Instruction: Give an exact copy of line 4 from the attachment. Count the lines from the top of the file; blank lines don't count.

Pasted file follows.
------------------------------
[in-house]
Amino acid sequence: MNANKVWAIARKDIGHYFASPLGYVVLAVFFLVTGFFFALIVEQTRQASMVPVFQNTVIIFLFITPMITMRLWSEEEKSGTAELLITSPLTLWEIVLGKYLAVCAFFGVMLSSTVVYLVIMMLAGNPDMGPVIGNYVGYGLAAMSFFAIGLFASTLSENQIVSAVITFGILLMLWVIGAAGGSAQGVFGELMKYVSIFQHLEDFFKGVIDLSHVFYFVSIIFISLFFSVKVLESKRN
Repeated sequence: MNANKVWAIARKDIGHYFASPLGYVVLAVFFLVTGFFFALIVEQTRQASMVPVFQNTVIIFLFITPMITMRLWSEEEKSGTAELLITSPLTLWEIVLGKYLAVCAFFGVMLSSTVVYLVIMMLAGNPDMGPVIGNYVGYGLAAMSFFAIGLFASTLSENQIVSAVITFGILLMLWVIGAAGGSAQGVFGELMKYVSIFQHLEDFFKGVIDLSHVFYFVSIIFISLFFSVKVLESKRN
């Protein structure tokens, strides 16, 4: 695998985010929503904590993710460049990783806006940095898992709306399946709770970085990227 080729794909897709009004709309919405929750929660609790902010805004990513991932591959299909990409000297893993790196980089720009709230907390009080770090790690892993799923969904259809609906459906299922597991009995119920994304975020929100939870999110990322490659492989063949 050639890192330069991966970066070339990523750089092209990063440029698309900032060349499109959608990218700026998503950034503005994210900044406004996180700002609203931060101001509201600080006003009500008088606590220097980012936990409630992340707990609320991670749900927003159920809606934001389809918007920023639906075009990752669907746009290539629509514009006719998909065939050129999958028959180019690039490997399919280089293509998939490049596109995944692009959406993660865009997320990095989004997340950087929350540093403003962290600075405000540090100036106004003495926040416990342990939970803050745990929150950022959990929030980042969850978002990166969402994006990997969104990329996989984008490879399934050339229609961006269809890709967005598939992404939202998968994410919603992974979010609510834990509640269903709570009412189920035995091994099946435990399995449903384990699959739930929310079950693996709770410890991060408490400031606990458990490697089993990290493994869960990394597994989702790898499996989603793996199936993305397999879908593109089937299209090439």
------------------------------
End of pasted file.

């Protein structure tokens, strides 16, 4: 695998985010929503904590993710460049990783806006940095898992709306399946709770970085990227 080729794909897709009004709309919405929750929660609790902010805004990513991932591959299909990409000297893993790196980089720009709230907390009080770090790690892993799923969904259809609906459906299922597991009995119920994304975020929100939870999110990322490659492989063949 050639890192330069991966970066070339990523750089092209990063440029698309900032060349499109959608990218700026998503950034503005994210900044406004996180700002609203931060101001509201600080006003009500008088606590220097980012936990409630992340707990609320991670749900927003159920809606934001389809918007920023639906075009990752669907746009290539629509514009006719998909065939050129999958028959180019690039490997399919280089293509998939490049596109995944692009959406993660865009997320990095989004997340950087929350540093403003962290600075405000540090100036106004003495926040416990342990939970803050745990929150950022959990929030980042969850978002990166969402994006990997969104990329996989984008490879399934050339229609961006269809890709967005598939992404939202998968994410919603992974979010609510834990509640269903709570009412189920035995091994099946435990399995449903384990699959739930929310079950693996709770410890991060408490400031606990458990490697089993990290493994869960990394597994989702790898499996989603793996199936993305397999879908593109089937299209090439």